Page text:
My Music Sales Income The Past 3 Years

Last year I published my finances so it helped other musicians, artists, and showed a level of transparency I wish most businesses had.

Anyway, I’ve been doing this idea for about 6 years, and the first 3 years were awful. In the first 3 years, 2007-2009, I made about $2,000 in total: In 2007 I made about $200. In 2008 I made $500. In 2009 I made about $1,000.

There have been other things I’ve done to survive, like write music for people on the side, collect unemployment when I was laid off, worked as a music instructor, cashed in my baby bonds, and made music tutorials on Youtube. Although the pay wasn’t much, it was just enough to get by so I didn’t lose sight of this ‘ForOrchestra’ goal. So now onto the past 3 years of my music sales:

July 2010 to July 2011 I made $4,766.64 of music sales
July 2011 to July 2012 I made $9,232.80 of music sales
July 2012 to December 2012 I made $11,862.88 of music sales

So it’s safe to say I’ve seen a 100% growth year over year. In that last picture above you’ll notice that I made more money in the last 6 months than I did in all of the previous year. Since I’m on track to make $22,000 this year, for the first time in my life I’m finally above the poverty threshold (which for individuals is $14,800).

Those stats are my gross income, so I still have to pay out royalties, taxes, etc. But still, that’s insane, and I can’t believe this. I actually feel like crying. Anyway, there are a number of reasons that explain why I’ve grown:

1.) My music sounds better every week
2.) The arrangements themselves are much more mature
3.) I understand the music catalogue, trends, and demographics much better
4.) I’m more focused than ever before
5.) I’m becoming more transparent and creating more rapport with my community
6.) Unlike the first 4 years, I no longer need a job to support myself - so I’m spending more time on writing music as opposed to having a side-job
7.) Update: as Vexarian mentioned: there’s a 7th point you missed, which is that over time your community grows by default the longer you stick with it (thanks for mentioning that. Yep -that’s true!)

In my tips tag I always say that being patient is the #1 thing. If I gave up on year 4, then I would have never known if this idea could work. I also talk about the importance of being on a schedule. It doesn’t have to be a weekly song schedule, it could be something like a tour schedule, or a merchandise schedule, or whatever. The important thing is to stay on point.

So to answer a few pre-determined questions:

Yes, it sucked every Thanksgiving for half a decade saying to my relatives “My music is going to work out, trust me.”

Yes, it sucked being $15,000 in debt a few years ago.

Yes, it sucked when my hands went numb from pinched nerves and over-working.

Yes, it sucked working weekends and 16 hour days.

Yes, it sucked having a failed Kickstarter at a time when this idea needed it most.

Yes it sucked at times not having a car, health insurance, a haircut, a house, or a steady paycheck.

Yes it sucked when I ate turkey gravy straight from the can because I had no money to buy food.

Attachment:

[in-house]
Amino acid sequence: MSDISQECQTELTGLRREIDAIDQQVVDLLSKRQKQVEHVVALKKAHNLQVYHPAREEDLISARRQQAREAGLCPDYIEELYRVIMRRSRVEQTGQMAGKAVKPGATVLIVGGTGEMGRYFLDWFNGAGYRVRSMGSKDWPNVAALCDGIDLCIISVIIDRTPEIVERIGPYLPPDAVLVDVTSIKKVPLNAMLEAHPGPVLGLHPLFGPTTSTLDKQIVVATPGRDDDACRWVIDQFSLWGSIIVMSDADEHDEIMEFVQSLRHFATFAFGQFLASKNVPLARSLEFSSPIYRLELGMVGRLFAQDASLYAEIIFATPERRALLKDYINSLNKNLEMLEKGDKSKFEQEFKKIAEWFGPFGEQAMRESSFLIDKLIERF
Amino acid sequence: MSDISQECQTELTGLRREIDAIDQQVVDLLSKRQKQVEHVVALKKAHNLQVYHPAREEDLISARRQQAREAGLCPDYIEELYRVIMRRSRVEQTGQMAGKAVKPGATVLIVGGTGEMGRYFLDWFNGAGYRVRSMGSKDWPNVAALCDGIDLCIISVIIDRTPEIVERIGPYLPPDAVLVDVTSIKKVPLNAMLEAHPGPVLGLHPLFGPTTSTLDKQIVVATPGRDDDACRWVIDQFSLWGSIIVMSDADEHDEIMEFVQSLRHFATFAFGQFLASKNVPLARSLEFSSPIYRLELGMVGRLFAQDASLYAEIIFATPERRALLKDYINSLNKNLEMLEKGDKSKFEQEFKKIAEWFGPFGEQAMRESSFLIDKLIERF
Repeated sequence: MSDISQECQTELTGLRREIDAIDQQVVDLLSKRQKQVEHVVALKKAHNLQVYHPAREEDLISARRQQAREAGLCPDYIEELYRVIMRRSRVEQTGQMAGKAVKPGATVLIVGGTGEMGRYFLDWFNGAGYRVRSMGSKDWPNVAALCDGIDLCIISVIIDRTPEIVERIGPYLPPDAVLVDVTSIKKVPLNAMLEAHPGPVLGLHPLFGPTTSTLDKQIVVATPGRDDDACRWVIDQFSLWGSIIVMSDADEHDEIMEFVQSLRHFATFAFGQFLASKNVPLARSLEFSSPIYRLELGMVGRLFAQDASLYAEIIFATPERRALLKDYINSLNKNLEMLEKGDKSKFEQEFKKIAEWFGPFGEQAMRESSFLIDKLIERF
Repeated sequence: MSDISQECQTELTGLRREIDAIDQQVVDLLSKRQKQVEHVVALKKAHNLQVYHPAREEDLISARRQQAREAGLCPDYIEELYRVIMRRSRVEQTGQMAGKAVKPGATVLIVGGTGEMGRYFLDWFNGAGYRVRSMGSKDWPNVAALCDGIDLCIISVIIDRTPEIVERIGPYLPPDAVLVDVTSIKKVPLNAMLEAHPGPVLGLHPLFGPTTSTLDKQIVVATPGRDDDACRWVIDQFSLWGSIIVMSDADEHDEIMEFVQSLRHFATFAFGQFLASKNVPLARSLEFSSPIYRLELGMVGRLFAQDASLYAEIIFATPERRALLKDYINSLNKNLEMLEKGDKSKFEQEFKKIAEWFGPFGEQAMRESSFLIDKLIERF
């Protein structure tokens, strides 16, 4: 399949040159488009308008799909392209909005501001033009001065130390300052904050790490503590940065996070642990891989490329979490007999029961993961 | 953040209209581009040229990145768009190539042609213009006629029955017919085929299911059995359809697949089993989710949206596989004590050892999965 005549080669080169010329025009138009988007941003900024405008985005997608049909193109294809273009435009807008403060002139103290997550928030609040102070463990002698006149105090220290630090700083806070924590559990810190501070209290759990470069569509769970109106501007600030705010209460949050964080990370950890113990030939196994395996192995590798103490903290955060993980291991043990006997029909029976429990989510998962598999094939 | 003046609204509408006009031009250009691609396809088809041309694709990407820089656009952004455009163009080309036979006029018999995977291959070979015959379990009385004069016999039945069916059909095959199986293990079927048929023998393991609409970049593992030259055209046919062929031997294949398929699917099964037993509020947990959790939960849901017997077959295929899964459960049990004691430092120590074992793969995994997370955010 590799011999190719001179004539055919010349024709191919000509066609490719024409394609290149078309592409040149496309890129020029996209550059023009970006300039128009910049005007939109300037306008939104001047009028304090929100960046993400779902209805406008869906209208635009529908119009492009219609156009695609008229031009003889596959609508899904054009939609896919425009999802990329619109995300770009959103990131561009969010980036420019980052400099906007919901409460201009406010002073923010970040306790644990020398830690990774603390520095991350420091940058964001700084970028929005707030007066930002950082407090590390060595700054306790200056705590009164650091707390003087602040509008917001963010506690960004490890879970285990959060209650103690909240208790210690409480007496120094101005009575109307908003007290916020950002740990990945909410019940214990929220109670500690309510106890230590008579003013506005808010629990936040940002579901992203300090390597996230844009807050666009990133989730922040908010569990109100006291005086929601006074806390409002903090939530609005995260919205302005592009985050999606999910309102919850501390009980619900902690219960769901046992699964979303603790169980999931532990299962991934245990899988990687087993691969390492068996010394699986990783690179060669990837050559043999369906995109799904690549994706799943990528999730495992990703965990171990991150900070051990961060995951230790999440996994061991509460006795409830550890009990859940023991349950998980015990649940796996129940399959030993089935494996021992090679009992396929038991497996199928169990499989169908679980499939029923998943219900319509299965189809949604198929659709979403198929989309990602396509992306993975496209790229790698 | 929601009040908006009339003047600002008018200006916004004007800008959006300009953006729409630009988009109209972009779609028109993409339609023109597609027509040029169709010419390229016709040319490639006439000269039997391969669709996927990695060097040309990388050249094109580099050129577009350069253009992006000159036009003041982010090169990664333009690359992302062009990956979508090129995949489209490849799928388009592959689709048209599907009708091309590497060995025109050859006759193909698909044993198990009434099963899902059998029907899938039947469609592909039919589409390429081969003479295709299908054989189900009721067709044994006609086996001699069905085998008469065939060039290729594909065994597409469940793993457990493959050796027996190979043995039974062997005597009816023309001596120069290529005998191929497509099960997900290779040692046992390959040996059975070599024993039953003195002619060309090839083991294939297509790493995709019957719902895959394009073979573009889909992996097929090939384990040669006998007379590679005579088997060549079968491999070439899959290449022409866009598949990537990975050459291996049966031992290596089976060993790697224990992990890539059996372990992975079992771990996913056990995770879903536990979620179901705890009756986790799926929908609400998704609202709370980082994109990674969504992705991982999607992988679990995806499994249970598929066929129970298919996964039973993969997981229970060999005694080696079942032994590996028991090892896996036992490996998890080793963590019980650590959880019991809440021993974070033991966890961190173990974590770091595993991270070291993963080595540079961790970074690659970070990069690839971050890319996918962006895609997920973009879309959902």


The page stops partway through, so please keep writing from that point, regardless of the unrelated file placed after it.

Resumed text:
Yes, it sucked to break up with someone special because you were trying to make ends meet.

Yes, it all sucked. Everything. It sucked to the point of almost breaking down. And then something funny happens after a few years. Something magical. A tipping point sort of experience. And you think. You just think. You stop and realize for the first time you’re able to make ends meet. You start thinking that since you now have disposable income you can start making merchandise this week and other higher-margined items as opposed to a song that pays 40 cents. You even start thinking about how your own story probably isn’t much different than others you read about over the years.

You start getting excited at the idea of hiring real artists to make beautiful cover art as opposed to the ones you’ve been struggling to make in your room. You start thinking that you’re following your heart. You start thinking that all those days people said “don’t give up”, that they weren’t just words, at this very moment it was turning into advice from experience.

You start realizing the importance of how none of this would be possible without a community who kept you up when you were falling. Every comment, every share, every purchase - they were all like these little silent whispers saying “Keep going, we believe in what you’re doing for new orchestra music. You can’t stop now”.

So I want to say thanks. I’m so glad you enjoy my work and that this idea is creating a glimmer of hope in the orchestral repertoire.

To sum up this post, I want to say to other artisans - you have to keep on going. Your DeviantArt drawings, music, or unpublished books are meant to be read and experienced, and it’s more DIY-accessible today than it’s ever been in history. In fact, a lot of the ideas for my music are the result from all the amazing things I see online and offline each day. Art is a melting pot, so you need to create great work so we can all add to the brew kettle. Some people need to drink from it whereas others just want to watch it and experience it. But the point is that the kettle needs to keep being added to, or it will die. Every single thing you see in this world is here because someone brought something in their brain to life.

Fluency, mastery, learning, and overcoming obstacles take decades - so you can’t give up. You have to keep on going.